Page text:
There's a new hot water-maker in my house. It's one of those tankless jobs that only heats the water when you turn it on. At first I was rather suspicious of the idea -- sounded like it would take a long time to get the hot water flowing. But it's amazingly fast, and I've noticed a significant drop on the utility bill, now that we're not paying for energy to keep 30 gallons of water hot when it's not needed.
So that's all good. It was installed around the first of August last year, so there's been plenty of time to work out all the kinks and problems, if there had been any. But there were no kinks and problems. Everything is fine.
Right? Nope! Enter the local Code Enforcer. The tank was installed by a plumber. The gas company had to install a new kind of meter. And the city had to sign off on the whole job to be sure we're not going to blow up the whole neighborhood. Installation of the non-tank took several hours. The gas company changed out the meter while I went to the grocery store and left the gas turned off. And the city? Well, they still haven't signed off. It's been eleven months since they were notified that the job was ready for inspection.
The problem is not that they haven't showed up. The guy in charge has been here so many times that we're on a first -name basis. But he always finds some little problem. Sometimes he comes without calling and leaves a notice on my door that I am "not in compliance" because the project has to be approved within 180 days. On other days, he fusses that there is an extra regulator lying on the floor of the attic. Is it a necessary part of the installation? No. Then why not pick it up? Because it doesn't belong to him. Then why not just leave it there? Because the plumber needs to come get it and give it back to the gas company. But the gas company says it's not theirs and they don't want it. The plumber sends a new guy out to get it, but he weighs 400 pounds and can't climb the flimsy little pull-down ladder that leads to the attic.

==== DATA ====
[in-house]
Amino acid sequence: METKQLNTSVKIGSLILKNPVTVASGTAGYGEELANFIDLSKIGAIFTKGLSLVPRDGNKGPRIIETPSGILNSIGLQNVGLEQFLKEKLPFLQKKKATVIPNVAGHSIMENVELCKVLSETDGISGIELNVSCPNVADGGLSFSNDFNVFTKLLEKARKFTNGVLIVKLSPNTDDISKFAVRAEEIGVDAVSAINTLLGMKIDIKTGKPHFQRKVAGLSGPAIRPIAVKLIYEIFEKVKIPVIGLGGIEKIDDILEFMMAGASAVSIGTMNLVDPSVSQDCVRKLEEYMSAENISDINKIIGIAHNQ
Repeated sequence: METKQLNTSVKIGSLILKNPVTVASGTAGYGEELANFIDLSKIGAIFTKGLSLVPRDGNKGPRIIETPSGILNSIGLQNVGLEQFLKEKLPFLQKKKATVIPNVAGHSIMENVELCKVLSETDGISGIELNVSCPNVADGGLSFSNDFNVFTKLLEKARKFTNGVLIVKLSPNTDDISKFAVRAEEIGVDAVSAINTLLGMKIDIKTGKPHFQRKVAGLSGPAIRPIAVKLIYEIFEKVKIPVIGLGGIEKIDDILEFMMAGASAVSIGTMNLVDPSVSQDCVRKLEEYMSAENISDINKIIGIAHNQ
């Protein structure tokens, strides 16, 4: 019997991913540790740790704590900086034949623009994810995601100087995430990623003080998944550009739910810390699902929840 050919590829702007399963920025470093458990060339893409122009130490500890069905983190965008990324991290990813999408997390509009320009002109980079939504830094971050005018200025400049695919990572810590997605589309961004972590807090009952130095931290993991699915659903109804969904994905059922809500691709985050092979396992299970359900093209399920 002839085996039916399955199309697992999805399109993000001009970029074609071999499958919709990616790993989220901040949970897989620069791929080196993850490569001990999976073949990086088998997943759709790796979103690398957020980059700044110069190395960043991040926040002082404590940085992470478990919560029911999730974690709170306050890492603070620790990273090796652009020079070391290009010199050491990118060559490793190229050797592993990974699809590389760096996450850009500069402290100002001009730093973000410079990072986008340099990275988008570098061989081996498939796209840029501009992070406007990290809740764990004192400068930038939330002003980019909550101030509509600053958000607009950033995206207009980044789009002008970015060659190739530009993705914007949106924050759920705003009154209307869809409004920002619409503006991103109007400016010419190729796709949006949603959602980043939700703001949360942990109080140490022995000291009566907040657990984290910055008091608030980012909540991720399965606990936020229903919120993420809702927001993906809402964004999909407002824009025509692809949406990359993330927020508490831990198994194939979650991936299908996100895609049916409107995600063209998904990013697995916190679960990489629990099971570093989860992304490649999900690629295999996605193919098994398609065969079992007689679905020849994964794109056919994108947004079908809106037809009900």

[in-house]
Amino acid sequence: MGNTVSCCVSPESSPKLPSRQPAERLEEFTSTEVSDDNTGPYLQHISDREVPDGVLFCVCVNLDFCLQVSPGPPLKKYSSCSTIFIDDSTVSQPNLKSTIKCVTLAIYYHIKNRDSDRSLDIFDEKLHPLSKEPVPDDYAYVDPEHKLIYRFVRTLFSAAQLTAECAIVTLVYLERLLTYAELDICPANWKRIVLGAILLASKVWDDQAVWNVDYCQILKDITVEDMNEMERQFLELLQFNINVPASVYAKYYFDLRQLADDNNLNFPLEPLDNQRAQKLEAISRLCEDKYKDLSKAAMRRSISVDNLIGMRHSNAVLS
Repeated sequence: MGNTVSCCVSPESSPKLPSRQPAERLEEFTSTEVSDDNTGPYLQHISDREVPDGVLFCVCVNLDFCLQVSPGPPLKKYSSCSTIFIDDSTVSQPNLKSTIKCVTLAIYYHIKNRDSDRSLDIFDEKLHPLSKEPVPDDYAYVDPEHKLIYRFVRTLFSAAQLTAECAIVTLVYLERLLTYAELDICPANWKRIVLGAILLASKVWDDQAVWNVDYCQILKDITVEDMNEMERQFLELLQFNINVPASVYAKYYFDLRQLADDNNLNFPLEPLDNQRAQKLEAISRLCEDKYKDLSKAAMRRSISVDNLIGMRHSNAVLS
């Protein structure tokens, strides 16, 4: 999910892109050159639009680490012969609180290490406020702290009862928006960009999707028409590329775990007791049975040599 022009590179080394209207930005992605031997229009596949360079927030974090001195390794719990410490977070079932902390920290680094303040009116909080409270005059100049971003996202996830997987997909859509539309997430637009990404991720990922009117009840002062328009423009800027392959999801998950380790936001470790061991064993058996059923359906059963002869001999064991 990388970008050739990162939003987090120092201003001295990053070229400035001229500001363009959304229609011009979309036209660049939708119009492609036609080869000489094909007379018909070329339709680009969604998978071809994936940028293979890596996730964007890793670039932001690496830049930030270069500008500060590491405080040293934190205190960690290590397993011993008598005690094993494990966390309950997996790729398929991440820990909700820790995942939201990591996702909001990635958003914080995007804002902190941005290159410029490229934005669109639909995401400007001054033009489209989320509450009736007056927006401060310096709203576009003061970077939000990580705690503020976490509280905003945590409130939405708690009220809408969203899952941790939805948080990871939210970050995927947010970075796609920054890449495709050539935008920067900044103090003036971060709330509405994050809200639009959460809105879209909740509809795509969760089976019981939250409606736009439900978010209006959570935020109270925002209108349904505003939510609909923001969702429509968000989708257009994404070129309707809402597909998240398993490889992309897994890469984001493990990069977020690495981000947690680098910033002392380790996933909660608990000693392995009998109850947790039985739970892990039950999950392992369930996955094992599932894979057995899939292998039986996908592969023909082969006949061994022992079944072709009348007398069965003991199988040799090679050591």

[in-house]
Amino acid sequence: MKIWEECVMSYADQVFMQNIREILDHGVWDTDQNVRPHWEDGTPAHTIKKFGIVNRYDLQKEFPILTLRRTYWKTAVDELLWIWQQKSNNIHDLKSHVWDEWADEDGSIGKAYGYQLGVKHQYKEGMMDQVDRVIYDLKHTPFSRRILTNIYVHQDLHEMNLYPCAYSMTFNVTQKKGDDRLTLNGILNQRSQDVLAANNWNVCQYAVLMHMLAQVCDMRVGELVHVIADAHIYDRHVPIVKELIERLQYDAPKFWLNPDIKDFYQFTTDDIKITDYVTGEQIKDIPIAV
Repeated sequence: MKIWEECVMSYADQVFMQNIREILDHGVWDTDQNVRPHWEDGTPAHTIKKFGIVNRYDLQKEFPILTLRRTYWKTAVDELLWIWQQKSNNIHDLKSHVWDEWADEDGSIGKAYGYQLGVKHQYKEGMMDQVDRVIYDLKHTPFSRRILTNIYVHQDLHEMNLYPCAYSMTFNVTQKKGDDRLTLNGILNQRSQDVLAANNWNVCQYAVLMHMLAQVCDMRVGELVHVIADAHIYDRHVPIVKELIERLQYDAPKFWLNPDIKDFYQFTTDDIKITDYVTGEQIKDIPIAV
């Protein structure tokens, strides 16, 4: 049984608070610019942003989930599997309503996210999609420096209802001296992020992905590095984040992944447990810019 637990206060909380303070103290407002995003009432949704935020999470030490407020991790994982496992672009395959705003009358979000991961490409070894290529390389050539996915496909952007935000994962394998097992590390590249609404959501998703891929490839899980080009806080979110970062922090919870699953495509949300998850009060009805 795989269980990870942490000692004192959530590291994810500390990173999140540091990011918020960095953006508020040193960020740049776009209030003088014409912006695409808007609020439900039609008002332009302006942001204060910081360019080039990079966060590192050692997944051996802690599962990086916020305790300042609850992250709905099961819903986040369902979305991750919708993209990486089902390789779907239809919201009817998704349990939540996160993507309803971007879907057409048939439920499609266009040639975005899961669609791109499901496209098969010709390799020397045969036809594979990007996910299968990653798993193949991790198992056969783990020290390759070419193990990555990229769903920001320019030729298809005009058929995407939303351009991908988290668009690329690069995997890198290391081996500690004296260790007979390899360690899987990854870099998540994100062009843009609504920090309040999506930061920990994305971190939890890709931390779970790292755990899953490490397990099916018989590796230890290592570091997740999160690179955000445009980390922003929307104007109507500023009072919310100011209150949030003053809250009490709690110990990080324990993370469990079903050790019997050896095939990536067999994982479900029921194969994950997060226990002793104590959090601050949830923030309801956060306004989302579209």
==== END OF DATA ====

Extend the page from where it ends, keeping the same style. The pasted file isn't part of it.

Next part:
And so it goes. On and On and On. Today was visit # 17 in the process. This plumber said "Oh, yes, I know where that regulator goes. It needs to be installed." He had to go for parts, turn the gas off, install the regulator, get the gas turned back on, check the system -- another day's work, all while I'm trying to write. So now it's fixed? Well, that will be up to the Code Enforcer, who will have to schedule another visit to see if he likes it. It would have been easier to dig a well!